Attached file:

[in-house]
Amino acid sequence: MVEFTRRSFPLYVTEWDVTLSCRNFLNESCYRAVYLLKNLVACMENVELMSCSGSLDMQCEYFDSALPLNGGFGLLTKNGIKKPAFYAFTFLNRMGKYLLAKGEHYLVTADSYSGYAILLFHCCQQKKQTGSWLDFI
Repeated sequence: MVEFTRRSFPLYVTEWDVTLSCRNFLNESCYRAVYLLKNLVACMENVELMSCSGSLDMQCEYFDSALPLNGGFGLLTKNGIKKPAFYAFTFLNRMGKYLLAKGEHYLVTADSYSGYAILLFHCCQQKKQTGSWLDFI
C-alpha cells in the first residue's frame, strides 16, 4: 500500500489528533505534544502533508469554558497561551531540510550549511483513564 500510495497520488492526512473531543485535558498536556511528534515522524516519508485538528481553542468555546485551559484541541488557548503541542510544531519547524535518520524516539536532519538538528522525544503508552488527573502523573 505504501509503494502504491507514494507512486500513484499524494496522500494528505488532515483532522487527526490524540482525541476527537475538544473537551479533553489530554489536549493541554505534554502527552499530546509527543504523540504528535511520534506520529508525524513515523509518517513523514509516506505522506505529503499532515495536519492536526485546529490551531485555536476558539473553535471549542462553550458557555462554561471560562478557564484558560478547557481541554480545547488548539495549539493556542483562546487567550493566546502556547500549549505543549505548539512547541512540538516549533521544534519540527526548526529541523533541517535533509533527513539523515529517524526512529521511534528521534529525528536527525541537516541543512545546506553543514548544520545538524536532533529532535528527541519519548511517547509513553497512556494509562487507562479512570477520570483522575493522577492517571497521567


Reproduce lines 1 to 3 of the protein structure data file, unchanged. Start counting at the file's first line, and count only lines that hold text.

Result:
[in-house]
Amino acid sequence: MVEFTRRSFPLYVTEWDVTLSCRNFLNESCYRAVYLLKNLVACMENVELMSCSGSLDMQCEYFDSALPLNGGFGLLTKNGIKKPAFYAFTFLNRMGKYLLAKGEHYLVTADSYSGYAILLFHCCQQKKQTGSWLDFI
Repeated sequence: MVEFTRRSFPLYVTEWDVTLSCRNFLNESCYRAVYLLKNLVACMENVELMSCSGSLDMQCEYFDSALPLNGGFGLLTKNGIKKPAFYAFTFLNRMGKYLLAKGEHYLVTADSYSGYAILLFHCCQQKKQTGSWLDFI